Does the Service Mesh spell the end for Middleware?
Middleware is perhaps fading away in the place of the service mesh as Istio and related technologies continue to garner momentum. They both oversee communication between various applications and services, but can differ substantially in operations as well as paradigms. Prominent in service-oriented architectures, could middleware become irrelevant in today’s container-focused world?
Often called “software glue”, middleware brings an application and its underlying databases together. It connects a client’s network-generated requests to back-end data, enabling communication by concentrating all messaging in one pipeline. Middleware orchestrates key functions within this pipeline including security validation, logging, routing, performance monitoring, and message transformation. It has traditionally orchestrated communication within service-oriented architectures (SOAs), which consist of reusable components and can be monolithic.
Middleware works by flying messages from various applications into centralized pools of communication. These messages are then carried through a pipeline of functions, ending with the user registry service. Messages are transported on enterprise service buses (ESBs). Communication converges so as to hide both the multiplicity of distributed applications as well as the heterogeneity of hardware and operating systems.
As organizations continue to embrace containers, a few problems become obvious with traditional middleware. DevOps practices encourage modern environments that rely on distributed systems and the rapid, automated deployment of immutable instances. The continuous integration and delivery (CI/CD) of containers mandate constantly updating applications and toolings. ESBs are not always great for this.
Single-points-of-failure – Middleware logs and monitors messages at the service log level in one massive, centralized log of all services. It applies certain functions, especially logging and performance monitoring, universally to all messages. Messages are queued, and any breakdown could create traffic jams within a pipeline. Discovering single problems can involve sifting through potentially thousands of unrelated errors. Middleware enables communication by turning the service log into a single-point-of-failure within which small problems can disrupt all other communication.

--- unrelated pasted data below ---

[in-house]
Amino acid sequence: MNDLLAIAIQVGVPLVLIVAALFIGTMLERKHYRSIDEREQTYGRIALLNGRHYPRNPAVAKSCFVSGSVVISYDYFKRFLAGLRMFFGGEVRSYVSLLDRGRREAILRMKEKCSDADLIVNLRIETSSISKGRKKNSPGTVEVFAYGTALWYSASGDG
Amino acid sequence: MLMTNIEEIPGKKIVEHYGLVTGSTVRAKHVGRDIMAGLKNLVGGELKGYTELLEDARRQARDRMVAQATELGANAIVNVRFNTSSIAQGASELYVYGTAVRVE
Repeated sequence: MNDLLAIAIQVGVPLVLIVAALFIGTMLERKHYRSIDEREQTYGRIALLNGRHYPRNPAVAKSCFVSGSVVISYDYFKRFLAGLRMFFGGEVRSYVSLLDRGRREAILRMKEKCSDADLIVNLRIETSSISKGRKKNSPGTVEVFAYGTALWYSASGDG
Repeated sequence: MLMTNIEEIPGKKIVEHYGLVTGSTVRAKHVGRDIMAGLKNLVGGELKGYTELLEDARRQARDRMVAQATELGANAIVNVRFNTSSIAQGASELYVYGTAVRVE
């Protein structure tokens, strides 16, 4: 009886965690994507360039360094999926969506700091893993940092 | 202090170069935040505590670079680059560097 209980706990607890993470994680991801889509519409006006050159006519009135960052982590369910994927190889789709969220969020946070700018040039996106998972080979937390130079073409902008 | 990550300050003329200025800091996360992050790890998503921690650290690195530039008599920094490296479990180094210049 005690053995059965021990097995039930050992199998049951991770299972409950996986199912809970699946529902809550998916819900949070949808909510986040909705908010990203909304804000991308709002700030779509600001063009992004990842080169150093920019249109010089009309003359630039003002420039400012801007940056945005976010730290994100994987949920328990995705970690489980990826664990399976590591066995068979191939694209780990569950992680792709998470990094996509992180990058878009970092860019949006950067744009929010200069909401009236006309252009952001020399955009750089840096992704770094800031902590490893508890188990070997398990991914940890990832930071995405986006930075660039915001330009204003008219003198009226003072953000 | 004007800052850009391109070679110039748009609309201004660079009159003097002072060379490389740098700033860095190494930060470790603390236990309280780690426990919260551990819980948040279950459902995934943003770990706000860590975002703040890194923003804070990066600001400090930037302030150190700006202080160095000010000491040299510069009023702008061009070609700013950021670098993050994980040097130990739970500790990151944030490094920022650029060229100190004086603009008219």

Monolithic – While SOAs consist of loosely-coupled, reusable components, middleware’s uniform pipelines are difficult to adapt. The functions that middleware orchestrates are closely integrated both with themselves and their surrounding applications. Small changes in the UI can even require re-evaluating an entire application. Middleware is effective because it provides a common means of communication, but this requires imperative programming that creates isolated networks.
Containers and virtualization have greatly increased the number of instances deployed within an application. This increases the risk of congestion within single-points-of-failure and requires more dynamic change. Service mesh solutions, such as Istio, Ambassador, and Envoy, are increasingly being seen as alternatives.
A service mesh is a dedicated network layer that sits above the service layer and enables service-to-service communication. Its communication channels rely on distributed APIs instead of centralized and discrete appliances.
Messages are transported within the service mesh, but the messaging functions are performed alongside the services receiving the messages. Each instance is attached to a proxy that relays messages to and fro the service mesh. These proxies then perform many functions traditionally performed by middleware such as message routing and blocking, service discovery, load balancing, encryption, authentication, and authorization. They additionally support features such as discovery, failure handling, routing, circuit-breaking, and request tracing.